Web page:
When Ford's global CEO Alan Mulally joined the American carmaker from Boeing in 2006, its showrooms around the world offered around 97 different models.
Flash forward to today, and Ford has shrunk its line-up with the sale of Volvo, Jaguar, Land Rover and Aston Martin, along with the termination of numbers of models among its surviving brands.
According to Mulally however, the company will continue its One Ford strategy to bring its global line-up to under 30 models.
“There will be less than 30, on our way to 20 to 25. Fewer brands means you can put more focus into improving the quality of engineering,” Mulally told press in Europe this week, ahead of the Paris Auto Show.
“It helps all of our distribution, Ford store owners, suppliers, employees and consumers to know exactly what they’re getting.”
As a preview of the ongoing One Ford strategy, Mulally pointed to the new Focus, which was designed to be almost identical in every market, mechanically and cosmetically.
The Fiesta too is a global model. Although it has 10 region-specific variants around the world, around 65 percent of its parts are standard.
In the US, Ford is preparing to cancel its Mercury sub-brand, directing more funds and resources to the upmarket Lincoln brand.
In Australia, news of the One Ford plan has raised questions on the future of the local Falcon. Ford Australia CEO Marin Burela acknowledged last year that the company's global roadmap will have an effect on local operations.
“It is important as a company we continue to develop global platforms. ‘One Ford’ is important (as a global strategy) and we’re sticking to it,” Burela said.
"By the end of 2010 or 2011, we’ll be making a decision on our next large car.”
Burela's words last year, and Mulally's words this week suggests that even with all 30 remaining models (plus variants) across the Ford and Lincoln brands, the future of the Falcon as a unique model in one market alone is under a cloud.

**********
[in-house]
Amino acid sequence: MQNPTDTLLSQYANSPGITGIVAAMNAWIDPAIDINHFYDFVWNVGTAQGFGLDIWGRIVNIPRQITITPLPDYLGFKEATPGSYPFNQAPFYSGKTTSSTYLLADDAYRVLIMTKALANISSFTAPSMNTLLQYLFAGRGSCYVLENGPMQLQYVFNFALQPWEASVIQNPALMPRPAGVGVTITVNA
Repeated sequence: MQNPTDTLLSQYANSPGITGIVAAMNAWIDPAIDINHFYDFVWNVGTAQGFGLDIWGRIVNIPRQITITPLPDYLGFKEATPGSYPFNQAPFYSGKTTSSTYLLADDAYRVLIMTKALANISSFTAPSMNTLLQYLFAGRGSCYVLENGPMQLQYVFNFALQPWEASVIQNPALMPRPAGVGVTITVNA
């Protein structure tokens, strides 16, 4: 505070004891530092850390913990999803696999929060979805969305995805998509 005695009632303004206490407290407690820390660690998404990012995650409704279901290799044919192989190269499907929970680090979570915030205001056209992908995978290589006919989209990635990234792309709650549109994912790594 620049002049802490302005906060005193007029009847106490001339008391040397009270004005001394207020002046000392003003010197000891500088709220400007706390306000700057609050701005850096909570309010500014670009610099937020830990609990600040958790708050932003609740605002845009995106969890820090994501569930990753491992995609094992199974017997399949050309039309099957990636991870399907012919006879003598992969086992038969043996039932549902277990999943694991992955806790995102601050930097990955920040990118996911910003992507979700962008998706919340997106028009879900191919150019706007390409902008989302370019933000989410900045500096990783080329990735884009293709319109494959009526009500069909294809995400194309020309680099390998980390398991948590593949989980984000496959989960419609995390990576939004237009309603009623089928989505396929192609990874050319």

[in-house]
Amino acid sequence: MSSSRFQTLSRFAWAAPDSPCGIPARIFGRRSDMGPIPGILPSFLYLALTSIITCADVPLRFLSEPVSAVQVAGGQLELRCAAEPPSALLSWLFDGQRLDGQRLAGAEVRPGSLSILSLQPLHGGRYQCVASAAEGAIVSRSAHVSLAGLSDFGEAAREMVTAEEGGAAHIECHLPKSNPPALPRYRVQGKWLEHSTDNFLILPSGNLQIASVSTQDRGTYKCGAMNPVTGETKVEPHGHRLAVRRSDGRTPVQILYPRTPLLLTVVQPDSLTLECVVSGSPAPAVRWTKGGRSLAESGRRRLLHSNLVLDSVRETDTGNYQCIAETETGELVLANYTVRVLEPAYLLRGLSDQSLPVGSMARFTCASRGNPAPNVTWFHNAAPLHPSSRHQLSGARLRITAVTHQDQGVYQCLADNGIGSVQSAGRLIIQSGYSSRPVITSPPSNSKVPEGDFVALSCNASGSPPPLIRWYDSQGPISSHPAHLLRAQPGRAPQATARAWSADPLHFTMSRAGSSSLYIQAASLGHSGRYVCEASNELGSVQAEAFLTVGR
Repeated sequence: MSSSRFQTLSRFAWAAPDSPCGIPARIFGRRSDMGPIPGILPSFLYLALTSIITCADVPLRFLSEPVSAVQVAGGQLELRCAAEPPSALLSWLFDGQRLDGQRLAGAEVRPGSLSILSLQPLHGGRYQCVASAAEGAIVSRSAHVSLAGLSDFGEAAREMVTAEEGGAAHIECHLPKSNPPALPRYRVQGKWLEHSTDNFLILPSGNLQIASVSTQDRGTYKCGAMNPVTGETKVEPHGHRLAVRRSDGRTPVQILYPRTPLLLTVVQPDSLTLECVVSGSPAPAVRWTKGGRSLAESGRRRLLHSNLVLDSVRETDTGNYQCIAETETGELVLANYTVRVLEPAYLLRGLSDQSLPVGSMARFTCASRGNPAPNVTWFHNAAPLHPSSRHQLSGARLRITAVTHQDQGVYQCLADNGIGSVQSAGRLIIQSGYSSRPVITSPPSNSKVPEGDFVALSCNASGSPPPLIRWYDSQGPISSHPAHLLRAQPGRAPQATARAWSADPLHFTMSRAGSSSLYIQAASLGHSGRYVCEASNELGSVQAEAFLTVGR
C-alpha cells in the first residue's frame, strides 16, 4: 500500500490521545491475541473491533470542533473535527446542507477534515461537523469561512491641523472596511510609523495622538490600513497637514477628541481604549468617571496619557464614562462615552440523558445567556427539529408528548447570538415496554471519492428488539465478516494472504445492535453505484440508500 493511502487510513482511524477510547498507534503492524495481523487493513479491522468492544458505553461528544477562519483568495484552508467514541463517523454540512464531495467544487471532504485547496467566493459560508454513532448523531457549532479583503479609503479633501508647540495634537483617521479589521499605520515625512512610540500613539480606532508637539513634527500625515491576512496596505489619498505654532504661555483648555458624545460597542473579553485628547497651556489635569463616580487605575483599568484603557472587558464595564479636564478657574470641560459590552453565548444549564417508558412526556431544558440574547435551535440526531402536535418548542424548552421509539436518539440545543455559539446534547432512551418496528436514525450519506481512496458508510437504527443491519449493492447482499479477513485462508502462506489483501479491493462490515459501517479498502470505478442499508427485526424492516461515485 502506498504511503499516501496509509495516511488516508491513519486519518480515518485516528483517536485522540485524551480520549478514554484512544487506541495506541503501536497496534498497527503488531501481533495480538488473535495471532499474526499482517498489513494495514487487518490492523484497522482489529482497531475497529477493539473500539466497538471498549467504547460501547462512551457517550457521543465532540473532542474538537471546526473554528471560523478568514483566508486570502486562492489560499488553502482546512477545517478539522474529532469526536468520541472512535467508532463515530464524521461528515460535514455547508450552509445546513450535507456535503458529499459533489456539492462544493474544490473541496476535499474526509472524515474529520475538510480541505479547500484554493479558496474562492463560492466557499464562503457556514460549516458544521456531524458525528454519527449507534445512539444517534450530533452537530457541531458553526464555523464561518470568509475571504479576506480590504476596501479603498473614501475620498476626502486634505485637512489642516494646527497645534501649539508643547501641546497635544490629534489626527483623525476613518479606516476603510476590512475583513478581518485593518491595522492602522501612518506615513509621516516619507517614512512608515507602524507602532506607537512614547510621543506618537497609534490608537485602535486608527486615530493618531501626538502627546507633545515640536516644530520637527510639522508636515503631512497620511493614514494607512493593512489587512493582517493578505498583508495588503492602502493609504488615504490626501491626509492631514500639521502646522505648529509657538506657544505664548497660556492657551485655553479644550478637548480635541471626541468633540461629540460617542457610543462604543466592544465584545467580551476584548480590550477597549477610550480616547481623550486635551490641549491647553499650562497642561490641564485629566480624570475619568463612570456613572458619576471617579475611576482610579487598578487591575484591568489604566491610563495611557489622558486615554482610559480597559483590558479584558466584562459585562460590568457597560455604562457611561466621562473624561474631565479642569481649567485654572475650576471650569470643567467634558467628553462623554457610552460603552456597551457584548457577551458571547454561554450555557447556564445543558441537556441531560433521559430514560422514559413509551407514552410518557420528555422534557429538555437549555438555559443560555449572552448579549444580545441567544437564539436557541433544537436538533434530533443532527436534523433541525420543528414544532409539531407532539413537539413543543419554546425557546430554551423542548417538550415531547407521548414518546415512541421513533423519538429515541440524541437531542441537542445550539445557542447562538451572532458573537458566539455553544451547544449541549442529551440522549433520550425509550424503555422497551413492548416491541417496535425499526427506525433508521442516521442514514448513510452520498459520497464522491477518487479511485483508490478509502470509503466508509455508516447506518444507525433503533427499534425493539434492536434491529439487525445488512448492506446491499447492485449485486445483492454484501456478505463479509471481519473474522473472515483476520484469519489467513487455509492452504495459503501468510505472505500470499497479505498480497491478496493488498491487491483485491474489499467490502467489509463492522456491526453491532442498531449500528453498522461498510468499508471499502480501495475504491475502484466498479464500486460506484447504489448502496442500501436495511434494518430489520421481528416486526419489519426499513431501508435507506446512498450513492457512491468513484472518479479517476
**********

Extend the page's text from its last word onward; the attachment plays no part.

Whether it is replaced entirely by the next-generation Taurus, or whether Ford Australia is utilised in the development of a new global platform (as is Holden with GM), the wholly-Australian rear-wheel-drive Falcon appears to be nearing the end of the road.
The issue for the Falcon - and for the Territory for that matter - is that current sales volumes in this market will not support the extensive development program, and the enormous costs involved, necessary to produce an all-new car for this market alone.
On current volumes, Falcon will struggle to reach 30,000 sales for 2010.
Territory, although still among the best buys and best drives in the segment (a testament to the quality of its engineering and execution when launched in 2004), will struggle to reach half that number.
The re-commitment to the I6 engine, thus extending the life of the current RWD Falcon platform, was a tacit confirmation that the current RWD Falcon platform will be Ford Australia's last.
The likely scenario, on our reading of the issue (and Ford Australia is understandably tight-lipped when it comes to such questions), is that the Mondeo or Taurus will assume the Falcon name and be built here as Ford Australia's 'family-sized' car.
Ford Australia's considerable expertise in RWD engineering will continue to be utilised in Ford's global model plans, developing premium RWD platforms for the likes of Mustang and other larger Ford global up-market models, as well as 4WD platforms (such as has been announced with the Ranger). Neither of which Ford Australia is likely to build here.
Where that leaves the Territory is uncertain.
The days of large RWD cars competing in the 'family car segment' - where price is a key competitive driver - is coming to an end. RWD is more expensive to develop, more expensive to make and, in an age of modular platforms, less flexible and less adaptable to shared drivetrain componentry. It is also heavier.
The odds are tightening on the Taurus as the next Australian Falcon in our estimation.
- Mike Stevens and Tim O'Brien